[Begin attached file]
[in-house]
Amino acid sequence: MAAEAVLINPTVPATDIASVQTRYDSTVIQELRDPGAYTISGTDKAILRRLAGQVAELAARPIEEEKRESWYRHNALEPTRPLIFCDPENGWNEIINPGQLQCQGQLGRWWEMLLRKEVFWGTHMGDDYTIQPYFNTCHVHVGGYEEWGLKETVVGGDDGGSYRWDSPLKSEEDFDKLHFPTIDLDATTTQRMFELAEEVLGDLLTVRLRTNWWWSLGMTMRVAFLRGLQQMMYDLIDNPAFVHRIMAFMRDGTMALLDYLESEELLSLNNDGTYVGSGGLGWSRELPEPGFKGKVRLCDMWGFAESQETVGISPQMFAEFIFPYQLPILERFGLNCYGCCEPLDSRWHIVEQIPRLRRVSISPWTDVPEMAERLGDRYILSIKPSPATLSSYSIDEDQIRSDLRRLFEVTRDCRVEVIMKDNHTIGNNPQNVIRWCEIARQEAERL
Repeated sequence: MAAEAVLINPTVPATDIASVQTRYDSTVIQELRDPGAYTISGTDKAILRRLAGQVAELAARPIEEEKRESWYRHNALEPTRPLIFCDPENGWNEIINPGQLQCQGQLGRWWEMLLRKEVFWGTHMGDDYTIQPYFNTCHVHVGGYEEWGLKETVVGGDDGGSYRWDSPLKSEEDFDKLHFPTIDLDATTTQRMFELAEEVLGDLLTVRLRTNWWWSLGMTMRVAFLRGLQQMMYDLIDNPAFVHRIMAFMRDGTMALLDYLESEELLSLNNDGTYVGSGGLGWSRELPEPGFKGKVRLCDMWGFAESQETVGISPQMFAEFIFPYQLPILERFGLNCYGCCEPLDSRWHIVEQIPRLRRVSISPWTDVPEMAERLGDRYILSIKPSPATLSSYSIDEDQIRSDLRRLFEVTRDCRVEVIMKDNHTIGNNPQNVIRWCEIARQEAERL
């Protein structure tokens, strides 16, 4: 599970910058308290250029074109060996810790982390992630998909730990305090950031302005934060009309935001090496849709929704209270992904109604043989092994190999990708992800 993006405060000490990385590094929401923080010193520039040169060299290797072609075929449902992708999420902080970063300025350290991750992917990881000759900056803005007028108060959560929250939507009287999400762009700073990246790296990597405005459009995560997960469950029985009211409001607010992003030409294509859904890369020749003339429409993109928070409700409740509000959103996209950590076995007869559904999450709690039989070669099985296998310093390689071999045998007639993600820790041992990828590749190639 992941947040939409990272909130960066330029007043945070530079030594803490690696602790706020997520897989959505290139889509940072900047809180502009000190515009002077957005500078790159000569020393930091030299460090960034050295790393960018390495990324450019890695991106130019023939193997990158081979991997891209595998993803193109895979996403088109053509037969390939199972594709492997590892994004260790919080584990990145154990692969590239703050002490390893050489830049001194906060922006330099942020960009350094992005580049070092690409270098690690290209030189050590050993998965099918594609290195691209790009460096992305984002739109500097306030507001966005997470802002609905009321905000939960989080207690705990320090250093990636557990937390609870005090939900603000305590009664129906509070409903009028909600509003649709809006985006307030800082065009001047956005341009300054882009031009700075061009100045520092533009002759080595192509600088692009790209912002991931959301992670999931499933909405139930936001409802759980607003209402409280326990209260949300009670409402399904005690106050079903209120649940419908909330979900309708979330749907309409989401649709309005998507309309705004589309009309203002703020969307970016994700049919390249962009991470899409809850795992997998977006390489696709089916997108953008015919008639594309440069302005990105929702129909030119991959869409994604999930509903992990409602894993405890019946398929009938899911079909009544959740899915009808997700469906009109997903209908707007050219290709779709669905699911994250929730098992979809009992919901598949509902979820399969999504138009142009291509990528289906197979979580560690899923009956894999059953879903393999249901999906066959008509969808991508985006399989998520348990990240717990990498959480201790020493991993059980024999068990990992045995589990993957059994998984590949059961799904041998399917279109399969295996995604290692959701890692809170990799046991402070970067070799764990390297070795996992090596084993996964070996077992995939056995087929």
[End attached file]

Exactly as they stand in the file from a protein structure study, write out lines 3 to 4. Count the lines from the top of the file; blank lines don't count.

Repeated sequence: MAAEAVLINPTVPATDIASVQTRYDSTVIQELRDPGAYTISGTDKAILRRLAGQVAELAARPIEEEKRESWYRHNALEPTRPLIFCDPENGWNEIINPGQLQCQGQLGRWWEMLLRKEVFWGTHMGDDYTIQPYFNTCHVHVGGYEEWGLKETVVGGDDGGSYRWDSPLKSEEDFDKLHFPTIDLDATTTQRMFELAEEVLGDLLTVRLRTNWWWSLGMTMRVAFLRGLQQMMYDLIDNPAFVHRIMAFMRDGTMALLDYLESEELLSLNNDGTYVGSGGLGWSRELPEPGFKGKVRLCDMWGFAESQETVGISPQMFAEFIFPYQLPILERFGLNCYGCCEPLDSRWHIVEQIPRLRRVSISPWTDVPEMAERLGDRYILSIKPSPATLSSYSIDEDQIRSDLRRLFEVTRDCRVEVIMKDNHTIGNNPQNVIRWCEIARQEAERL
């Protein structure tokens, strides 16, 4: 599970910058308290250029074109060996810790982390992630998909730990305090950031302005934060009309935001090496849709929704209270992904109604043989092994190999990708992800 993006405060000490990385590094929401923080010193520039040169060299290797072609075929449902992708999420902080970063300025350290991750992917990881000759900056803005007028108060959560929250939507009287999400762009700073990246790296990597405005459009995560997960469950029985009211409001607010992003030409294509859904890369020749003339429409993109928070409700409740509000959103996209950590076995007869559904999450709690039989070669099985296998310093390689071999045998007639993600820790041992990828590749190639 992941947040939409990272909130960066330029007043945070530079030594803490690696602790706020997520897989959505290139889509940072900047809180502009000190515009002077957005500078790159000569020393930091030299460090960034050295790393960018390495990324450019890695991106130019023939193997990158081979991997891209595998993803193109895979996403088109053509037969390939199972594709492997590892994004260790919080584990990145154990692969590239703050002490390893050489830049001194906060922006330099942020960009350094992005580049070092690409270098690690290209030189050590050993998965099918594609290195691209790009460096992305984002739109500097306030507001966005997470802002609905009321905000939960989080207690705990320090250093990636557990937390609870005090939900603000305590009664129906509070409903009028909600509003649709809006985006307030800082065009001047956005341009300054882009031009700075061009100045520092533009002759080595192509600088692009790209912002991931959301992670999931499933909405139930936001409802759980607003209402409280326990209260949300009670409402399904005690106050079903209120649940419908909330979900309708979330749907309409989401649709309005998507309309705004589309009309203002703020969307970016994700049919390249962009991470899409809850795992997998977006390489696709089916997108953008015919008639594309440069302005990105929702129909030119991959869409994604999930509903992990409602894993405890019946398929009938899911079909009544959740899915009808997700469906009109997903209908707007050219290709779709669905699911994250929730098992979809009992919901598949509902979820399969999504138009142009291509990528289906197979979580560690899923009956894999059953879903393999249901999906066959008509969808991508985006399989998520348990990240717990990498959480201790020493991993059980024999068990990992045995589990993957059994998984590949059961799904041998399917279109399969295996995604290692959701890692809170990799046991402070970067070799764990390297070795996992090596084993996964070996077992995939056995087929």